What there is to know
- The National Transportation Safety Board said Monday that the Pennsylvania Public Utility Commission refused to provide inspection and investigation reports for UGI Utilities Inc.
- This is the natural gas utility at the center of the investigation into the March 24 explosion at the RM Palmer Co. plant in West Reading.
- The powerful natural gas explosion killed seven people. The Public Utility Commission says state law protects the reports from public disclosure.
Federal safety investigators on Monday subpoenaed Pennsylvania’s utility regulator for documents related to a deadly explosion at a chocolate factory, escalating a months-long legal dispute over the state agency’s authority to share sensitive information.
The National Transportation Safety Board said the Pennsylvania Public Utilities Commission refused to provide unredacted inspection and investigation reports for UGI Utilities Inc., the natural gas utility at the center of the investigation into the The March 24 explosion at the RM Palmer Co. plant in the West. While reading.
The powerful natural gas explosion leveled one building, severely damaged another and killed seven people. Investigators previously said they were looking into two gas leaks as a possible cause or contributor to the explosion.
The interagency dispute over five years of UGI records involved a conflict between state and federal law.
The Public Utilities Commission said it could not provide the documents in the format required by the security agency, citing a state law that protects “confidential security information” on key utility infrastructure against public disclosure, even to other government agencies.
The commission said it offered security investigators the opportunity to inspect the reports at its Harrisburg office or sign a nondisclosure agreement, but the federal agency declined.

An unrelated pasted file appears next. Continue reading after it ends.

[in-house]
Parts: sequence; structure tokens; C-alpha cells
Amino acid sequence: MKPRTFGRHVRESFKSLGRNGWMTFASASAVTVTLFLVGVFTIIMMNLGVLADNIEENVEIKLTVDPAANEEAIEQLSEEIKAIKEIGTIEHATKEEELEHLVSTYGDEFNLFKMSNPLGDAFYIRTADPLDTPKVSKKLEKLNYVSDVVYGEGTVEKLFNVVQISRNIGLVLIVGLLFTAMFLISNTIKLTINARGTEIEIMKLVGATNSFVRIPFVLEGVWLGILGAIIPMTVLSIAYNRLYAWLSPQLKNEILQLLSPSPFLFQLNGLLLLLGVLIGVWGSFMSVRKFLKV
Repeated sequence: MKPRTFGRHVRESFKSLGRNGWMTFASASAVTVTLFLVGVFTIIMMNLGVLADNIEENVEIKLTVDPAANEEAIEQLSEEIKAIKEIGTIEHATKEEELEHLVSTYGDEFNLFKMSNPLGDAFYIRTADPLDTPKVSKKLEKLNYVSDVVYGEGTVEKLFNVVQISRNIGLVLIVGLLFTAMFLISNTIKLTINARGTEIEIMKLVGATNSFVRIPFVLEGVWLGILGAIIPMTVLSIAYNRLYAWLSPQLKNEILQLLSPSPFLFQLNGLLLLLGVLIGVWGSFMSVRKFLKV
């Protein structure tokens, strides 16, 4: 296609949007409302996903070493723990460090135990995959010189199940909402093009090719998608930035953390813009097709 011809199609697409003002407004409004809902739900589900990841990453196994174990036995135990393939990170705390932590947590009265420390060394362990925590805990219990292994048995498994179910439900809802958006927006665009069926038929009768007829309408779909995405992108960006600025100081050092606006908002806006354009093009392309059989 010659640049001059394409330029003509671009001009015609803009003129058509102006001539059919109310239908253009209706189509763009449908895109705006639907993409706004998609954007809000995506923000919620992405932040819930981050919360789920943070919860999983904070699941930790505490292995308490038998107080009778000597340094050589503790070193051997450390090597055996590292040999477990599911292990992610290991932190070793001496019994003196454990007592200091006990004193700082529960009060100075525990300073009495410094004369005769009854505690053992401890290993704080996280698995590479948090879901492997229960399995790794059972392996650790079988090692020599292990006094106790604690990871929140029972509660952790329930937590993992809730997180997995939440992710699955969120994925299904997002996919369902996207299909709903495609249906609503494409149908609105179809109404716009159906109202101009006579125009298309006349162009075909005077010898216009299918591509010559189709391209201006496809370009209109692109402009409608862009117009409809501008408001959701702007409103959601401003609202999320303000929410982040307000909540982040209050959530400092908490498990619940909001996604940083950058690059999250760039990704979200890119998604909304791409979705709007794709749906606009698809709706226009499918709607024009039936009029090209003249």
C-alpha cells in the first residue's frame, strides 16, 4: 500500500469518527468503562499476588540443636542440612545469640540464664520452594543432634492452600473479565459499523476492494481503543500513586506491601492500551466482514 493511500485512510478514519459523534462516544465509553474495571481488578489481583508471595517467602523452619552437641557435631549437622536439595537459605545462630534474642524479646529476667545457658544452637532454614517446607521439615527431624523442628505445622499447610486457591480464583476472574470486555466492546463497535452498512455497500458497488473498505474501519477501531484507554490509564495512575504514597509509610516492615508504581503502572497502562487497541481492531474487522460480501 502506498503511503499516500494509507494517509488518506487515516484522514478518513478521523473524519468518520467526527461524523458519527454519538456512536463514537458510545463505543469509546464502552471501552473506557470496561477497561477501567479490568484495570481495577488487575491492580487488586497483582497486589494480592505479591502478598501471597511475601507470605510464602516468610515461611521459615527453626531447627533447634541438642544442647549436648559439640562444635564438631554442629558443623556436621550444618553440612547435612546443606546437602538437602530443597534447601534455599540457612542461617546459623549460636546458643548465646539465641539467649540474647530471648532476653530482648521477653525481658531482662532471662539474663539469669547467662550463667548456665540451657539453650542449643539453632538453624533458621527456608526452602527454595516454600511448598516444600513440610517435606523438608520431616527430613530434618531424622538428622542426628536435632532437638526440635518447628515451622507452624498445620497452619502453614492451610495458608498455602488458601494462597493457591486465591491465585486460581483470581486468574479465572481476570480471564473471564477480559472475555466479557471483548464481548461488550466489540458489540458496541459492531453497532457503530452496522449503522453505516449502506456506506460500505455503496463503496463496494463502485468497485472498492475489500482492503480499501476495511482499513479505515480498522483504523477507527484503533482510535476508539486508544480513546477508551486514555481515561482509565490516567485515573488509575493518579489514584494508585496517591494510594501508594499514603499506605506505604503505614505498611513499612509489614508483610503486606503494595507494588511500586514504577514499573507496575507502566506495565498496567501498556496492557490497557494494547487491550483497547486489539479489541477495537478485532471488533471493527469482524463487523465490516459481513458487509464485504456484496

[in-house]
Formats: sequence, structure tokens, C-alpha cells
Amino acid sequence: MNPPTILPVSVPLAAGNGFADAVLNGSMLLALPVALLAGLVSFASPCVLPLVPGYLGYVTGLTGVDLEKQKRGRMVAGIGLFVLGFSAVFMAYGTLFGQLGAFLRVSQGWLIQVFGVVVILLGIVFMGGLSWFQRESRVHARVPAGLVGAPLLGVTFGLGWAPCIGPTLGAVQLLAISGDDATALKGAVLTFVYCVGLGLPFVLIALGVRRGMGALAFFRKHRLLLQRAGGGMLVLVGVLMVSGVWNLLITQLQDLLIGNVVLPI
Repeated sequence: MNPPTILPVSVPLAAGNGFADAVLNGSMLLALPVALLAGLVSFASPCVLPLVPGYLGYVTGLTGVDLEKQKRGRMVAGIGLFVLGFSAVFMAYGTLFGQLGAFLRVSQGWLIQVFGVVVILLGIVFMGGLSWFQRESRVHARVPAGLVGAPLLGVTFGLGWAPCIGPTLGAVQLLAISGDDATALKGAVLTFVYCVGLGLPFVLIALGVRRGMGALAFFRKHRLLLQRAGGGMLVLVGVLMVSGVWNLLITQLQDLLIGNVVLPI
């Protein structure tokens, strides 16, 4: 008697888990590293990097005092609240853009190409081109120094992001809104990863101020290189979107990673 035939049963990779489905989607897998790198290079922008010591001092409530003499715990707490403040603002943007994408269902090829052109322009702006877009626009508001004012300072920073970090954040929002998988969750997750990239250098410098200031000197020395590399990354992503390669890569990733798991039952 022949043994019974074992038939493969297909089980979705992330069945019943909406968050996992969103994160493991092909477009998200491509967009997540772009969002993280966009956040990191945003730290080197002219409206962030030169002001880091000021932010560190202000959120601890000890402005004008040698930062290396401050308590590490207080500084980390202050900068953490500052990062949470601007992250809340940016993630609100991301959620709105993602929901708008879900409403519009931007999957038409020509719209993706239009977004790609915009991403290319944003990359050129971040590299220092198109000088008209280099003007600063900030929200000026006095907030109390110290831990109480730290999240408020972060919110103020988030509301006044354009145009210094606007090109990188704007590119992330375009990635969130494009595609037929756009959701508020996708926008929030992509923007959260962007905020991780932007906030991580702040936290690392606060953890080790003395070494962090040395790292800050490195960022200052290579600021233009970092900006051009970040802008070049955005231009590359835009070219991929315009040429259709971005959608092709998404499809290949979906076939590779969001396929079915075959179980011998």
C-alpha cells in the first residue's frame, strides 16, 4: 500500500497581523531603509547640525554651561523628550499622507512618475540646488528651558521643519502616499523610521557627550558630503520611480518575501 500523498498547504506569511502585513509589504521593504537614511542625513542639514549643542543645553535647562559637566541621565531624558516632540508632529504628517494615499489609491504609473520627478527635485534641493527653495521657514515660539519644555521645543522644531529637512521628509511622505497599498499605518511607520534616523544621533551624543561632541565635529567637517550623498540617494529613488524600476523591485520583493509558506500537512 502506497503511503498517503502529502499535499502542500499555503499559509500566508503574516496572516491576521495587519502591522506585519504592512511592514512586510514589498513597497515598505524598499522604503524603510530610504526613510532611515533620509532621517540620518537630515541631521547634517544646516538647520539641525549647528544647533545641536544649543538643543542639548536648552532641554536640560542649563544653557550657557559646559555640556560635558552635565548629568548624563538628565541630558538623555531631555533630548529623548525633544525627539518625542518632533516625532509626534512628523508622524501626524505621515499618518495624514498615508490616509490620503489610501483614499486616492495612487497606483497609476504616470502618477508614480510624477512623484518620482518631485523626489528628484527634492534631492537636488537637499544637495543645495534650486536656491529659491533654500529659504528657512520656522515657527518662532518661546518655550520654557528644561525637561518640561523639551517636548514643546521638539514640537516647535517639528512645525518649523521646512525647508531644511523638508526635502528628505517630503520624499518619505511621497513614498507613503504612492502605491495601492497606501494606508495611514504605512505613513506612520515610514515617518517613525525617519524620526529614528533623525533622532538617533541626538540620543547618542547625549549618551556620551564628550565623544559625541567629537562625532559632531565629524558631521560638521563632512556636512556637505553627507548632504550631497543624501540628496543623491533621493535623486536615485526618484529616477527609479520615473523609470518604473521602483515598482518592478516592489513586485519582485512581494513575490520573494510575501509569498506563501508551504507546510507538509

“This is a unique situation in which a federal agency requires the PUC to violate state law,” PUC spokesman Nils Hagen-Frederiksen said in a written statement. “It is unfortunate that the NTSB has rejected possible solutions to this problem, but we continue to work to resolve this impasse.
The security office said federal regulations gave it the right to utility company records and claimed the PUC was required to turn them over.
Because federal law preempts state law, NTSB Chair Jennifer L. Homendy wrote to the chairman of the state’s Public Utilities Commission, the PUC “has no legal basis to refuse the…NTSB inspection reports in any manner.”
In addition to issuing the subpoena, the security agency said it also barred the Public Utilities Commission from playing any additional role in the federal investigation.
“The actions of the PA PUC have highlighted a lack of cooperation and respect for our party processes and prevent your continued participation in the investigation,” Homendy wrote.
About 70 Palmer production workers and 35 office employees were working in two adjacent buildings at the time of the explosion. Employees at both buildings told federal investigators they could smell gas before the explosion. Workers at the plant accused Palmer of ignoring warnings about a natural gas leak, saying the plant, located in a small town 60 miles northwest of Philadelphia, should have been evacuated.